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Dr. Shawn Robinson set to embark on 135-mile bike ride to raise funds for and awareness of dyslexia


For the third year. the annual Dyslexia Awareness Ride will promote dyslexia awareness while raising money for the Children’s Dyslexia Center here in Madison. This year’s event, a bike ride from Oshkosh to Fitchburg, will take place on Friday, Oct. 7.

Dr. Shawn Robinson, a literacy educator, author, and advocate, is getting set to embark on a 135-mile journey from Oshkosh to Fitchburg. Robinson is partnering up with Wheel & Sprocket, a full-service local bike shop with 12 locations throughout Wisconsin.

Dr. Shawn Robinson (Photo supplied)

“We really want to build community and raise awareness about dyslexia, particularly in the state of Wisconsin. We’re trying to do some good and to give kids hope and let them people see us doing something positive,” Robinson tells Madison365.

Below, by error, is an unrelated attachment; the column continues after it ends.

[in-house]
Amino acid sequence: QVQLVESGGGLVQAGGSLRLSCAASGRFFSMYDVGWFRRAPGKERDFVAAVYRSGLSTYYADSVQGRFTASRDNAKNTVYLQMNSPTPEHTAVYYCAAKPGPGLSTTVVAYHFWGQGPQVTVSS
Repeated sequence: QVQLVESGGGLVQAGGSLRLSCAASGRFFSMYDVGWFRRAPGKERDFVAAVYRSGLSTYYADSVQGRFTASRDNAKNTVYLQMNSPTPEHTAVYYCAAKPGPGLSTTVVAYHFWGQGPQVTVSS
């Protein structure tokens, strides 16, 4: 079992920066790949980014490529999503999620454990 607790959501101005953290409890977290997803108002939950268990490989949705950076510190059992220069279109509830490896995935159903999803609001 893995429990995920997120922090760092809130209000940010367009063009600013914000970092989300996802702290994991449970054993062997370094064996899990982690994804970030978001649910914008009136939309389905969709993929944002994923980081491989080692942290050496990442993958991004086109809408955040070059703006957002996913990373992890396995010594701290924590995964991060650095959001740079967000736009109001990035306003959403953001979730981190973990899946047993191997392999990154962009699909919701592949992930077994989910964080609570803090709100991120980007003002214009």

Dyslexia is a learning disorder that involves difficulty reading due to problems identifying speech sounds and learning how they relate to letters and words. Also called a reading disability, dyslexia is a result of individual differences in areas of the brain that process language. It is estimated that approximately 15% of people have dyslexia which equates to over 30 million adults in the United States.

“This ride is not only about the mental health aspect of it, but also about setting your mind to do something and achieving your goals,” Robinson says. “If we’re going to say that we’re going to start this 135-mile journey, we’re going to have some trials and tribulations — we’re going to have hills and winds, tires blow out and gears break and things that happen along the way. But I think it sends a message to kids that no matter what you face in life — and there are going to be some trials and tribulations —  that you’ve got to push through it and just got to do it. I think we try to send that message of positivity to kids.”

Dr. Shawn Robinson and riders on a previous long bike ride for the Dyslexia Awareness Ride.